Introduction to Intermarket Analysis
In 1990, I completed a book entitled Intermarket Technical Analysis: Trading Strategies for the Global Stock, Bond, Commodity, and Currency Markets. My point in writing it was to show how closely related all the financial markets really are, both domestically and internationally. The book’s main thesis was that technical analysts need to broaden their chart focus to take these intermarket correlations into consideration. Analysis of the stock market, for example, without consideration of existing trends in the dollar, bond, and commodity markets was simply incomplete. The book suggested that financial markets can be used as leading indicators of other markets and, at times, confirming indicators of related markets. Because the message of my earlier text challenged the single market focus of the technical community, some questioned whether this newer approach had any place in the technical field. Many questioned whether intermarket relationships existed at all—and whether they could be used in the forecasting process. The idea that global markets are linked to each other was also viewed with some skepticism. How things have changed in just one decade.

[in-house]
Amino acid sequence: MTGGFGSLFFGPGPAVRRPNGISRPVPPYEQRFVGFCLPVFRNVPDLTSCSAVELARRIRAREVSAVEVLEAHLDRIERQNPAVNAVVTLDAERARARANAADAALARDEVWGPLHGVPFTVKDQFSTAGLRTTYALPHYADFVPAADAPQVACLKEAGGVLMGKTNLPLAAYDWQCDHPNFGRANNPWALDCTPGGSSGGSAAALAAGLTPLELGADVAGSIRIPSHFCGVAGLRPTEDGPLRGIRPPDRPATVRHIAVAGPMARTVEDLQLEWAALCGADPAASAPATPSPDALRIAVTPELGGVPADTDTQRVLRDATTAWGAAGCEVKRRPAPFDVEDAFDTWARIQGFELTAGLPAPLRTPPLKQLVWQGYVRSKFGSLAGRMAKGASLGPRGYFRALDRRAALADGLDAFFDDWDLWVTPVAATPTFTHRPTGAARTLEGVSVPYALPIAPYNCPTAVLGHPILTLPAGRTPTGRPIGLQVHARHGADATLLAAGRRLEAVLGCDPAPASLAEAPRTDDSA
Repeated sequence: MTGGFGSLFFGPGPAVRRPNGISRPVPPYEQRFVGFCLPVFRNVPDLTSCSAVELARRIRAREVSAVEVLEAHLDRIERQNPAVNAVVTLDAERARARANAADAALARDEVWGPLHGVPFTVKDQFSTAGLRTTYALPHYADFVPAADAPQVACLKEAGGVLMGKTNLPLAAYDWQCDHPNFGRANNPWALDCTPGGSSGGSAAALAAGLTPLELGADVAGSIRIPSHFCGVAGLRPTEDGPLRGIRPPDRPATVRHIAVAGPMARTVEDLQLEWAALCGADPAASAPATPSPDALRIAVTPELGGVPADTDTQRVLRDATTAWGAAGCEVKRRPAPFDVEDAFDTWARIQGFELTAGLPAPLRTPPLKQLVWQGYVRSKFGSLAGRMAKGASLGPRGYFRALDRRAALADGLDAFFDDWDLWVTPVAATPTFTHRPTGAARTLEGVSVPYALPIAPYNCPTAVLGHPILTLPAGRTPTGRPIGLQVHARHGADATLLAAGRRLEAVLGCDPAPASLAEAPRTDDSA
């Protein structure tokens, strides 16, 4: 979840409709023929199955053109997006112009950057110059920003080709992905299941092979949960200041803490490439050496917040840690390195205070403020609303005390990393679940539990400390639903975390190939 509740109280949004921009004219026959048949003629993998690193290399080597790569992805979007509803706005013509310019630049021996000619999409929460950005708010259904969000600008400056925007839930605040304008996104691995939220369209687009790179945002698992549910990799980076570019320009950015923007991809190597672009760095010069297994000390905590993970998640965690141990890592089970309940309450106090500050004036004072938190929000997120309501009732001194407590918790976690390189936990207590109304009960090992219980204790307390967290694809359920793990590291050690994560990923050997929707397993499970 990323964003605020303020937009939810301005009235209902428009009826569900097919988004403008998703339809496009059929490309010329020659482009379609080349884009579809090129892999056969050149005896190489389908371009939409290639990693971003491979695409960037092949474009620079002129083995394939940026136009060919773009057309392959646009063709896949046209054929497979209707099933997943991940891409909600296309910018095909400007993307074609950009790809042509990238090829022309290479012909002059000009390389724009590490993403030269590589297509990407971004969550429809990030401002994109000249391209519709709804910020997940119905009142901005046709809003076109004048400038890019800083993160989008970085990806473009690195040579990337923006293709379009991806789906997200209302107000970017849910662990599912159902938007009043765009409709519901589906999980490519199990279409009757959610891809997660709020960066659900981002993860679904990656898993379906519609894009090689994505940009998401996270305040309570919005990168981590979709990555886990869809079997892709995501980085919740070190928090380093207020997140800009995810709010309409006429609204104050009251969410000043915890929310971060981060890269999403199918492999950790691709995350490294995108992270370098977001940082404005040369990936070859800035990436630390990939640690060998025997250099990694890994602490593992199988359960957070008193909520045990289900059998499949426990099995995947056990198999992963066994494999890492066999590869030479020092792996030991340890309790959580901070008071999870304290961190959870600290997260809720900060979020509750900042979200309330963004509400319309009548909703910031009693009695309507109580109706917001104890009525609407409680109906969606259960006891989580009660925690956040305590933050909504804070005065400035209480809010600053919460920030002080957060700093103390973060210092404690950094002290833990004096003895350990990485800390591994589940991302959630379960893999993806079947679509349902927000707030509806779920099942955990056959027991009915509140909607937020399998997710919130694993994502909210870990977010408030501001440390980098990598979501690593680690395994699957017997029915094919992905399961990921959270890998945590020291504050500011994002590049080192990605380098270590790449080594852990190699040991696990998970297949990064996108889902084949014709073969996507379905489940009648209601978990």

Intermarket analysis is now considered a branch of technical analysis and is becoming increasingly popular. The Journal of Technical Analysis (Summer- Autumn 2002) asked the membership of the Market Technicians Association to rate the relative importance of technical disciplines for an academic ...

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